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Cell Cycle. 2013 Mar 15;12(6):889-98. doi: 10.4161/cc.23825. Epub 2013 Feb 19.

TRIM16 inhibits neuroblastoma cell proliferation through cell cycle regulation and dynamic nuclear localization.

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Children's Cancer Institute Australia for Medical Research, Lowy Cancer Research Centre, University of New South Wales, Randwick, NSW Australia.


Neuroblastoma is the most common solid tumor in childhood and represents 15% of all children's cancer deaths. We have previously demonstrated that tripartite motif 16 (TRIM16), a member of the RING B-box coiled-coil (RBCC)/tripartite totif (TRIM) protein family, has significant effects on neuroblastoma proliferation and migration in vitro and tumorigenicity in vivo. However, the mechanism by which this putative tumor suppressor influences cell proliferation and tumorigenicity was undetermined. Here we show, for the first time, TRIM16's striking pattern of expression and dynamic localization during cell cycle progression and neuroblastoma tumor development. In a tyrosine hydroxylase MYCN (TH-MYCN) neuroblastoma mouse model, immunohistochemical staining revealed strong nuclear TRIM16 expression in differentiating ganglia cells but not in the tumor-initiating cells. Furthermore in vitro studies clearly demonstrated that during G 1 cell cycle phase, TRIM16 protein expression is upregulated and shifts to the nucleus of cells. TRIM16 also plays a role in cell cycle progression through changes in Cyclin D1 and p27 expression. Importantly, using TRIM16 deletion mutants, an uncharacterized protein domain of TRIM16 was found to be required for both TRIM16's growth inhibitory effects and its nuclear localization. Taken together, our data suggest that TRIM16 acts as a novel regulator of both neuroblastoma G 1/S progression and cell differentiation.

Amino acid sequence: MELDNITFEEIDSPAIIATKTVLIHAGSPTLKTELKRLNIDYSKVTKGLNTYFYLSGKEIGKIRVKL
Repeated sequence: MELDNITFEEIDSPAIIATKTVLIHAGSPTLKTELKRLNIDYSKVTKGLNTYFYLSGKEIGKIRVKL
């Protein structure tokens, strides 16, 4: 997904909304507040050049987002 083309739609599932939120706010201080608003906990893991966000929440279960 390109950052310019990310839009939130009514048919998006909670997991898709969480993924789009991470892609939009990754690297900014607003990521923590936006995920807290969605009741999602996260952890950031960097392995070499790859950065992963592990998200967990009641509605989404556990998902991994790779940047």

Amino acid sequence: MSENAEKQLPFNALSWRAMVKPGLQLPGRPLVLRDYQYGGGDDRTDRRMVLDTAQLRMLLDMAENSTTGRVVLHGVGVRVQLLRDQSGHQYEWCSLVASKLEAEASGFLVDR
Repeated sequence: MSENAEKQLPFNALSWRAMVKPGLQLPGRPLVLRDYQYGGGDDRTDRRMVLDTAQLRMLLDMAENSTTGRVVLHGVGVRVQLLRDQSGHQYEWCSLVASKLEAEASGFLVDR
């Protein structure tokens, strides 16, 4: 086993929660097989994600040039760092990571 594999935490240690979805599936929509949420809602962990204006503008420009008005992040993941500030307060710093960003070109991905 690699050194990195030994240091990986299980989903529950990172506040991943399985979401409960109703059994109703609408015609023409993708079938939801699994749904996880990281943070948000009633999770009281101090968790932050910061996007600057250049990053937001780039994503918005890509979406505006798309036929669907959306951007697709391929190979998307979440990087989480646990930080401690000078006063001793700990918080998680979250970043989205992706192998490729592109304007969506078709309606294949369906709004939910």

EBBP; TRIM16; cancer; cell cycle; cyclin D1; localization; neuroblastoma; p27; proliferation

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